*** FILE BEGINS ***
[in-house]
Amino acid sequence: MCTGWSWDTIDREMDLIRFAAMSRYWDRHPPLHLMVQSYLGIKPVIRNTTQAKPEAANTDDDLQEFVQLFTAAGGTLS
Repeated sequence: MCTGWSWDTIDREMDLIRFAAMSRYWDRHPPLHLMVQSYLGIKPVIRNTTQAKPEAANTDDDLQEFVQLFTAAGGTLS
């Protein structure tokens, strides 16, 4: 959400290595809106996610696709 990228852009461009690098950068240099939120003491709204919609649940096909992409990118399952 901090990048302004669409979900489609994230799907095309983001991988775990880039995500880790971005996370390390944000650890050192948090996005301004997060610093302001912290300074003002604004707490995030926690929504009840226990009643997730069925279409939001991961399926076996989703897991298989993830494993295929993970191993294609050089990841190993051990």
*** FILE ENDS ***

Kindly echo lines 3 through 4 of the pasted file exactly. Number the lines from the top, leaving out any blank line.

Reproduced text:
Repeated sequence: MCTGWSWDTIDREMDLIRFAAMSRYWDRHPPLHLMVQSYLGIKPVIRNTTQAKPEAANTDDDLQEFVQLFTAAGGTLS
């Protein structure tokens, strides 16, 4: 959400290595809106996610696709 990228852009461009690098950068240099939120003491709204919609649940096909992409990118399952 901090990048302004669409979900489609994230799907095309983001991988775990880039995500880790971005996370390390944000650890050192948090996005301004997060610093302001912290300074003002604004707490995030926690929504009840226990009643997730069925279409939001991961399926076996989703897991298989993830494993295929993970191993294609050089990841190993051990």